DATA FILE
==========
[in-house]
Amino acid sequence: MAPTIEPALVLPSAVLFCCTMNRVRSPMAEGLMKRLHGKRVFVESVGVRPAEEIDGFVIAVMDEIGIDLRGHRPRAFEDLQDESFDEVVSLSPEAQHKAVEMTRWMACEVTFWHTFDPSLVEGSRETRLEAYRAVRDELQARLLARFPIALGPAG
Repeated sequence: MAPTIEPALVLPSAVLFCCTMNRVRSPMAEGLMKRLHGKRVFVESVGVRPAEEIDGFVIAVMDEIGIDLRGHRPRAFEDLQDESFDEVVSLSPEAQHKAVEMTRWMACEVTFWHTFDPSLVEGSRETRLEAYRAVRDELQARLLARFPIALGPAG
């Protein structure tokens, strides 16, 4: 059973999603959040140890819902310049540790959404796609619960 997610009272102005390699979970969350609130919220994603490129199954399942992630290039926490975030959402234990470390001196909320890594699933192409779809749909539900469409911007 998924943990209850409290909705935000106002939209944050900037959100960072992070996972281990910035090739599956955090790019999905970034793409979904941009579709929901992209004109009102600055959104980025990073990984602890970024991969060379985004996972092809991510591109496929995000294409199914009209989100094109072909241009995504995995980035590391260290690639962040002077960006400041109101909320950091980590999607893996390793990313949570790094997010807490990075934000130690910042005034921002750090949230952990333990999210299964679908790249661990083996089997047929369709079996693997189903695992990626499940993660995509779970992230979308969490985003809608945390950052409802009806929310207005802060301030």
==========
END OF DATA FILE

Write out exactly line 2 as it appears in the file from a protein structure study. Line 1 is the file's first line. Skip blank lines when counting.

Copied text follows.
Amino acid sequence: MAPTIEPALVLPSAVLFCCTMNRVRSPMAEGLMKRLHGKRVFVESVGVRPAEEIDGFVIAVMDEIGIDLRGHRPRAFEDLQDESFDEVVSLSPEAQHKAVEMTRWMACEVTFWHTFDPSLVEGSRETRLEAYRAVRDELQARLLARFPIALGPAG